Two extrusion mechanisms are critical to maintain ionic balance in rods. An energy-dependent Na-K ATPase at the inner segment pumped Na+ out and K+ into the cells. A Na/Ca,K exchanger (NCKX) in the outer-segment plasma membrane extrudes one Ca2+ and one K+ outward in exchange for four Na+ inward producing the net entry of one positive charge. The exchanger and the CNG channel were found to form a stable complex on the plasma membrane, likely as a way to control the stoichiometry between the two, which is critical for regulating Ca2+ concentration in the rod outer segment. During the light response, the influx of Ca2+ is reduced due to the closure of some CNG channels while the efflux of Ca2+ through the exchanger is maintained. The resulting Ca2+ decline triggers negative feedback to produce light adaptation.

 

13. Phototransduction termination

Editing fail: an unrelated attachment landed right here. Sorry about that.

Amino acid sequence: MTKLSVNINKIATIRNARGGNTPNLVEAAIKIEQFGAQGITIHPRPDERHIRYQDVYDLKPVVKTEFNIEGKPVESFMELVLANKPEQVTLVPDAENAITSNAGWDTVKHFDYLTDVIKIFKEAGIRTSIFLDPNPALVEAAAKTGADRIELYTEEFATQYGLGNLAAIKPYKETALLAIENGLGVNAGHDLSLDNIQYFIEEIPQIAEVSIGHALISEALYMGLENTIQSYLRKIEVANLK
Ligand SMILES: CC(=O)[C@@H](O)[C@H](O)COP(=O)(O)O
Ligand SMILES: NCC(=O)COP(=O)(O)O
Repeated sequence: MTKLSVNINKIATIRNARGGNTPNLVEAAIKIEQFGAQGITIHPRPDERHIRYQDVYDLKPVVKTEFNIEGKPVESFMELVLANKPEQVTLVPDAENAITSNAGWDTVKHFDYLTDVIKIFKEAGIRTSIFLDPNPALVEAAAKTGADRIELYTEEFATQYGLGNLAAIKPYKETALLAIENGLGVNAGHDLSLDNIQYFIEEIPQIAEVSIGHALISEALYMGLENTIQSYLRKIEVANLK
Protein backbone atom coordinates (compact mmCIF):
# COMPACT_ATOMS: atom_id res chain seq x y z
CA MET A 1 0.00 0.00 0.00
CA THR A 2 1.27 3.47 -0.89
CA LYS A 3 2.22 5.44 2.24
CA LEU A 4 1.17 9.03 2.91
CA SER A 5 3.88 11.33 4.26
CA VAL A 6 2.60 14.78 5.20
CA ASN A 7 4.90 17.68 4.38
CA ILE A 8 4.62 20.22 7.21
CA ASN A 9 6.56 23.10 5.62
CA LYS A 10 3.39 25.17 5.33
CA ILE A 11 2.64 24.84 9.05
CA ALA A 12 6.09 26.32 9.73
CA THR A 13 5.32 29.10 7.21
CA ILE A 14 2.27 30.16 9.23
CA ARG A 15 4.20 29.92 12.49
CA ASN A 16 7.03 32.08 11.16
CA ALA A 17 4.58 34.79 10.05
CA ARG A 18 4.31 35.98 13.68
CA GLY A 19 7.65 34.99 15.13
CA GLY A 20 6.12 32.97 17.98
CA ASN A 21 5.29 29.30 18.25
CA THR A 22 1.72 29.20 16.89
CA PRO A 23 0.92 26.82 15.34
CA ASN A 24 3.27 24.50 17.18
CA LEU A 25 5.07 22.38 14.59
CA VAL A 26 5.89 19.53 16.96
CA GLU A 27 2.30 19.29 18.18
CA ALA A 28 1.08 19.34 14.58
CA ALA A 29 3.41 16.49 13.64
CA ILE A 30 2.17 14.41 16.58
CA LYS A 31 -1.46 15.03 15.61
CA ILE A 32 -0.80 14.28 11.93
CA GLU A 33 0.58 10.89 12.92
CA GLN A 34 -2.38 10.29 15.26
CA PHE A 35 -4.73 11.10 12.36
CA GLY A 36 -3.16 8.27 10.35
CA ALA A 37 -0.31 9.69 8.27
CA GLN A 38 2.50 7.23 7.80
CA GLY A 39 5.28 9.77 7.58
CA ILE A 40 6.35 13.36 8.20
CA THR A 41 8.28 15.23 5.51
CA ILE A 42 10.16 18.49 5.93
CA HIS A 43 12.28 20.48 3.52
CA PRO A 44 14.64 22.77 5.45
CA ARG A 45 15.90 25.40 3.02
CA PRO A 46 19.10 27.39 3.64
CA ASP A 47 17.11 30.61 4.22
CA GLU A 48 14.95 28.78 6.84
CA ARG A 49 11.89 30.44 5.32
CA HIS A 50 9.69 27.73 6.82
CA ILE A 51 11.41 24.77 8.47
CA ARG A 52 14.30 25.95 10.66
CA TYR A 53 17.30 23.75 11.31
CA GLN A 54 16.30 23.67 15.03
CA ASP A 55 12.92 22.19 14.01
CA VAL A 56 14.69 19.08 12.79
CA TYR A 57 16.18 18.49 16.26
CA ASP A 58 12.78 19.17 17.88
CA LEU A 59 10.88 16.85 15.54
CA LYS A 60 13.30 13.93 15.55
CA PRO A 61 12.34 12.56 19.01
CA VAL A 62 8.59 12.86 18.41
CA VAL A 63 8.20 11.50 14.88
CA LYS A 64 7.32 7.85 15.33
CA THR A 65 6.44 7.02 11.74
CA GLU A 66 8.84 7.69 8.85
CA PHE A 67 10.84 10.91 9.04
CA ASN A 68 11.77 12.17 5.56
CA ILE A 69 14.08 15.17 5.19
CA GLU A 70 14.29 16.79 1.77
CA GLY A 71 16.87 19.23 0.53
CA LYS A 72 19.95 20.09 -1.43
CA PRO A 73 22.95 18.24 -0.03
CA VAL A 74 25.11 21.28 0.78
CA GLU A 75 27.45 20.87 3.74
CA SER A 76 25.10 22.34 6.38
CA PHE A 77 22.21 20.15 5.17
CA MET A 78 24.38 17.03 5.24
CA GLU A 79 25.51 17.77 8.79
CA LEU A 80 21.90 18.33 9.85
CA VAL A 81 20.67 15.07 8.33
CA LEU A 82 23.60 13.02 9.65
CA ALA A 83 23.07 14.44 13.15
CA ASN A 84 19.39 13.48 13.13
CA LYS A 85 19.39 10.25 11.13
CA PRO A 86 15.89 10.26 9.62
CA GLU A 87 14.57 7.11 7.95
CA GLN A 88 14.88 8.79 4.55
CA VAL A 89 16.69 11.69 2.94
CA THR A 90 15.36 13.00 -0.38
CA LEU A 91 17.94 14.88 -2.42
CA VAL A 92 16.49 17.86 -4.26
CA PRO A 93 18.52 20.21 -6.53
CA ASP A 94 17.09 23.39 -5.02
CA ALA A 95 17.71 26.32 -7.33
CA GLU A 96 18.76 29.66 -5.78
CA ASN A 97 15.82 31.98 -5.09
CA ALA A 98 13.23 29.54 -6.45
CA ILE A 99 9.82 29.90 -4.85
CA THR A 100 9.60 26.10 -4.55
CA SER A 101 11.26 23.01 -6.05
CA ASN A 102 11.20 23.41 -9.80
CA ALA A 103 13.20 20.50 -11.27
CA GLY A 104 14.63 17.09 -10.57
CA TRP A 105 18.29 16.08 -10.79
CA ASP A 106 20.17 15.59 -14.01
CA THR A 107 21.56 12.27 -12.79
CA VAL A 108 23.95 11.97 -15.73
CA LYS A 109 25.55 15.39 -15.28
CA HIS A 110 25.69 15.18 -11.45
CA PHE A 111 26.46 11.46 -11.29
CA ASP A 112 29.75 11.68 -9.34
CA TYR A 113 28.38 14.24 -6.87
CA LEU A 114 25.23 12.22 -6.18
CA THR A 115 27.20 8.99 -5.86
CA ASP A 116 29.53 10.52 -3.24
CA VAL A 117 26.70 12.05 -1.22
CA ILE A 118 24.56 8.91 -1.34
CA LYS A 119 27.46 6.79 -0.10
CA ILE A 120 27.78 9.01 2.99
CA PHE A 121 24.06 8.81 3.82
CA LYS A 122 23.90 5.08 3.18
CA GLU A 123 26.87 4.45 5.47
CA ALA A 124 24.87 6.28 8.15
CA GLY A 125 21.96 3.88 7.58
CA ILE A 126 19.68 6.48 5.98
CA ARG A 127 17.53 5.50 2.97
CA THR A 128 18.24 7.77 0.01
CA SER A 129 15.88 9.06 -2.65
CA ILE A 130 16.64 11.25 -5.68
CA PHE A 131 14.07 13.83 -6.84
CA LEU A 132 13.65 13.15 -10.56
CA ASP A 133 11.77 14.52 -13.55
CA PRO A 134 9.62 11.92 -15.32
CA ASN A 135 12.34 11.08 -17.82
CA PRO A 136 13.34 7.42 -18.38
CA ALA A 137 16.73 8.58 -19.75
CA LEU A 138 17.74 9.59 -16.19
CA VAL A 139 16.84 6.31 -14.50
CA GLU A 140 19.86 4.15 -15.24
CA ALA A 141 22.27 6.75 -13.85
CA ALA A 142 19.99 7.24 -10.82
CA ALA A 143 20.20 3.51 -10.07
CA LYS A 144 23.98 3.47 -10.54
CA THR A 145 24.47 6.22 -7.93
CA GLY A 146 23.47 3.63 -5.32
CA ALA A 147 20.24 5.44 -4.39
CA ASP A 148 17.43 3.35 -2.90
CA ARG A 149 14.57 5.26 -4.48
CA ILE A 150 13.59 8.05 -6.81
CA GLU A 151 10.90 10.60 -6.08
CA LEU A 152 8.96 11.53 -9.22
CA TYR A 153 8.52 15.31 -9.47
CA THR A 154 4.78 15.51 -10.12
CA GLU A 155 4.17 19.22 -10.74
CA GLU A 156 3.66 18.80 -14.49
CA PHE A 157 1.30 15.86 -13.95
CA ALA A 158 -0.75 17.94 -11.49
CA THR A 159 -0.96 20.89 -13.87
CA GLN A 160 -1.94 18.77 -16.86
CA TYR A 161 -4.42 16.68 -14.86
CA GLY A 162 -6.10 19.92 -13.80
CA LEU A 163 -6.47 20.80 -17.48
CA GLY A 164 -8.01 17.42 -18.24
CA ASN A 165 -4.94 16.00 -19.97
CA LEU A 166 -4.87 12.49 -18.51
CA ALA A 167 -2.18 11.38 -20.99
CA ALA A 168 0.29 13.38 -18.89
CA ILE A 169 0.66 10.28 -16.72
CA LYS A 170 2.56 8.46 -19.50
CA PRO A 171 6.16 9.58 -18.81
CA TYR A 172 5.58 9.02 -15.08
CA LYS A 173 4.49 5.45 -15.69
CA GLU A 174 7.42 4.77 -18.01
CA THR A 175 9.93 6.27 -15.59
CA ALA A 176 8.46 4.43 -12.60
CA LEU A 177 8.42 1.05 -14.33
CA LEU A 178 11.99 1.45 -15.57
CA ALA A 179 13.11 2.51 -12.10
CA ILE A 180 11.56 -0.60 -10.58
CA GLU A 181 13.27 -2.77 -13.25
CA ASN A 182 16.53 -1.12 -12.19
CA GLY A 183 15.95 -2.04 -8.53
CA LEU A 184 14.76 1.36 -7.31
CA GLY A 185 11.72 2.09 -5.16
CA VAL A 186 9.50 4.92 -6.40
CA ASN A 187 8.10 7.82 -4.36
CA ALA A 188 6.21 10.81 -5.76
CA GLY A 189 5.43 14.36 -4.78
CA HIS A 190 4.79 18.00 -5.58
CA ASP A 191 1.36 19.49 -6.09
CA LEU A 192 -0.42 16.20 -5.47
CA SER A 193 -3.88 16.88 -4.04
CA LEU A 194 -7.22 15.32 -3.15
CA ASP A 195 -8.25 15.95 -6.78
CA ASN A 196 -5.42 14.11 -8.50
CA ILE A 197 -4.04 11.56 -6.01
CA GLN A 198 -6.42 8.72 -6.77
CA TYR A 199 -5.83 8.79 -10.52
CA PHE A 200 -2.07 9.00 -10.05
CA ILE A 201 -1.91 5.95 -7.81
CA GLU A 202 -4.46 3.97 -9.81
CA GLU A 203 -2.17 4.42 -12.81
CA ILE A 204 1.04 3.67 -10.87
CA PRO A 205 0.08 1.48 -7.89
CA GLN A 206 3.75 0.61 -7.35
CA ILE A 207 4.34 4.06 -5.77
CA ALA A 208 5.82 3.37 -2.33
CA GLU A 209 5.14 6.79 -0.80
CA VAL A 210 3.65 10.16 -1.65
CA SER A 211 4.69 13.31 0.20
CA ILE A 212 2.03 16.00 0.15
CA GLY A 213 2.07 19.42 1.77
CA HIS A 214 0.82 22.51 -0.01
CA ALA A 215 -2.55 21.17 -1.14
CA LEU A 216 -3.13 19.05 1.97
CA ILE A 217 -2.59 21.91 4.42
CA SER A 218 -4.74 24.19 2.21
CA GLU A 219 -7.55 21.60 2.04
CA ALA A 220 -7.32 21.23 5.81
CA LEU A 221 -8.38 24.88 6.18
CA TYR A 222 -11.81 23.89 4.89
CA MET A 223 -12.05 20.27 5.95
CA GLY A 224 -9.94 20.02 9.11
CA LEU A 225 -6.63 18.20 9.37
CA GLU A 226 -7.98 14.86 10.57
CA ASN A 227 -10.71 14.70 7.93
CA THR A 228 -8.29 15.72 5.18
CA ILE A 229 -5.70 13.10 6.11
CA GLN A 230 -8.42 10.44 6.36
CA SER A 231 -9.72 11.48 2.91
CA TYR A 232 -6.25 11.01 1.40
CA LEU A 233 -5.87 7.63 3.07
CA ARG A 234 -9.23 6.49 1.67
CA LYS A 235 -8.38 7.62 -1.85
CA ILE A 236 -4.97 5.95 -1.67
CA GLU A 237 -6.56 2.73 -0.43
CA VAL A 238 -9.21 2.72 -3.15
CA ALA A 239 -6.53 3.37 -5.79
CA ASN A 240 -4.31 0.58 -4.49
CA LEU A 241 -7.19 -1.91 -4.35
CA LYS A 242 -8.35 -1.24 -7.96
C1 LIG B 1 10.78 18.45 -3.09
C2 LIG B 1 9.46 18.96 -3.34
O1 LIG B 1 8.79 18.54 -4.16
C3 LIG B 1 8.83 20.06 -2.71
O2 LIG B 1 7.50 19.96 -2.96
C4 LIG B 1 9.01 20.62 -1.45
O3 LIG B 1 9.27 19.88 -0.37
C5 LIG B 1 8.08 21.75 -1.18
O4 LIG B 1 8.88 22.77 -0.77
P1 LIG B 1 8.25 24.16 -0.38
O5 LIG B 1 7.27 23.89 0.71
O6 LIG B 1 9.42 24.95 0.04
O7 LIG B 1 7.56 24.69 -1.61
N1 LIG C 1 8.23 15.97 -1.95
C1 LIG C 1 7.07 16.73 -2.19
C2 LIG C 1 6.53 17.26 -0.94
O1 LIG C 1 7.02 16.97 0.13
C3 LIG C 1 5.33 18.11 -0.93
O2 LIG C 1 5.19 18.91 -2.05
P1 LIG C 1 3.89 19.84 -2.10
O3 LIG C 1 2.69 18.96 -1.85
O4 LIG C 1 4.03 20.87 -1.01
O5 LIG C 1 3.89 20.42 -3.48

Following light activation, a timely recovery of the photoreceptor is essential so that it can respond to subsequently absorbed photons, and signal rapid changes in illumination. This recovery from light requires the efficient inactivation of each of the activated components: R*, G*, and PDE*, as well as a rapid restoration of the cGMP concentration. The termination rates of the activation steps set the time course of the photoresponse.

In the past decade, knowledge gained from genetically engineered mouse lines has provided major advances in understanding the termination of the rod photoresponse. In the following sections, we shall discuss separately the events responsible for the inactivations of R*, G* and PDE*, followed by the restoration of cGMP.

 

14. R* termination